Marley is not a small cat, and I’m always surprised by how heavy he is, a fact that suddenly became important about two weeks ago. I have a smaller writing desk behind my big desk, where I sometimes type on my laptop. I’ve been dragging this little desk around since 1969, so it has considerable sentimental value. But its real attraction lately has been that if I’m typing on it with my laptop, there’s no room for Marley. He has to stay on the big desk behind me. This understandably frustrates him, and he occasionally leans over and taps me on the shoulder to get me to turn around and pet him a little.

So one evening two weeks ago, I’m typing away at my little desk when Marley realizes he’s been patient long enough and decides to leap from the big desk to the little one, apparently planning to land in my coffee cup. Unfortunately, I picked the exact moment of Marley’s takeoff to swivel in my chair towards the big desk, and  Marley hit the side of my head going full tilt. He must have had a good bit of momentum, because I felt like I’d been beaned with a fur-covered bowling ball. Wow.

Marley was all right as far as I could tell, but I sure wasn’t. The entire side of my head was numb, I had a splitting headache, and my vision (he had hit me close to my good eye) was blurred for the next few days.

Gus, world's smartest cat.

And that, children, is why Daddy wears a football helmet at his desk. In our next episode, you’ll meet Gus, the inventor of Cat Chow Hockey and food-snatcher extraordinaire. Gus can also actually fly.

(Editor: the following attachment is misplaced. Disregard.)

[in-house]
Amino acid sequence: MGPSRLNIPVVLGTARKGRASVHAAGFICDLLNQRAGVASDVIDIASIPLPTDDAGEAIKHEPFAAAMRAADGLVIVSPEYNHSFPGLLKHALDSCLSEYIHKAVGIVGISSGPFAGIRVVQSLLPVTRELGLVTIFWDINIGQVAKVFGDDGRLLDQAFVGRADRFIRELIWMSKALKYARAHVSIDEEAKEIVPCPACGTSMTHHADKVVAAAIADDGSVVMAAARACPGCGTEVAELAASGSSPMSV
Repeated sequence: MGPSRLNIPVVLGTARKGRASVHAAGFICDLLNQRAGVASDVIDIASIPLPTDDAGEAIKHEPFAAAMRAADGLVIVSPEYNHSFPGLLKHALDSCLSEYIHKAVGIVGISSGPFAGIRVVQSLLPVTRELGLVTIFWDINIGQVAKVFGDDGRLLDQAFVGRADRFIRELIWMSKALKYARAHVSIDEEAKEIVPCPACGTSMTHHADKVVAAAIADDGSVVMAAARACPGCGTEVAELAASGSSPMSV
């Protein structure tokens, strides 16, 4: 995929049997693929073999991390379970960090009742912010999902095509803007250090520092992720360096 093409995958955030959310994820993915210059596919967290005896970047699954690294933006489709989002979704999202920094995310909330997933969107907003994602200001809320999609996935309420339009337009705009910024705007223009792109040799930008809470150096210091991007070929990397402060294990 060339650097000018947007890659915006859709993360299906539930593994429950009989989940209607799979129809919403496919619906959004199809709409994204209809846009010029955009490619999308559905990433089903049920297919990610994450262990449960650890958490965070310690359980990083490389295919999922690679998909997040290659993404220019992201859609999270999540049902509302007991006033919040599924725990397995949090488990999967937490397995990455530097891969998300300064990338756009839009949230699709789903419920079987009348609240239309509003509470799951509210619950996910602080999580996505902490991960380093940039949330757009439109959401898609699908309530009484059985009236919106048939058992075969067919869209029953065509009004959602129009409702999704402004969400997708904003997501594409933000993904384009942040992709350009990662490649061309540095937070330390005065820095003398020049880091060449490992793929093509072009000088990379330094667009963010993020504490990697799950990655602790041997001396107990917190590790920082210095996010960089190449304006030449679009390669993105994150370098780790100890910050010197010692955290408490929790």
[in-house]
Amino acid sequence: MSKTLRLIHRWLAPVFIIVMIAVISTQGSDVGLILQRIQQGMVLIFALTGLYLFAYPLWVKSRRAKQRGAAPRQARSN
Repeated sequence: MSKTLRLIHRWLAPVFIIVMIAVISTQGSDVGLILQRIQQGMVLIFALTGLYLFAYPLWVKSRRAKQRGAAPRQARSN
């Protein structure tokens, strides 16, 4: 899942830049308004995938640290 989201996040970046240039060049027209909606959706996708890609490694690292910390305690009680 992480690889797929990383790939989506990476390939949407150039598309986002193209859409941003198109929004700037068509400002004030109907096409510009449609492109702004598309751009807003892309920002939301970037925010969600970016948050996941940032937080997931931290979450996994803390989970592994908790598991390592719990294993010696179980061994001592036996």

Onward. I mentioned a few years ago that a kind reader had sent me a reconditioned IBM/Lenovo ThinkPad T60 laptop, which I love (especially because I nuked Windows and installed Linux on it). One part I hadn’t loved was its rather dim screen, which was probably due to the fact that the computer was made sometime around 2007. I replaced the screen after a few months, but it didn’t make that much difference. Well I replaced it again last week with a higher-resolution glossy screen ($49) and, more importantly, installed a new inverter ($10), and boy howdy, it’s a bright, crisp, thing of beauty. Since it already had the best keyboard ever made, I’m thrilled. I’ve never understood, by the way, why everyone is in love with MacBooks. Those keyboards are truly awful. T-series ThinkPad keyboards are solid and quietly clicky and just plain awesome.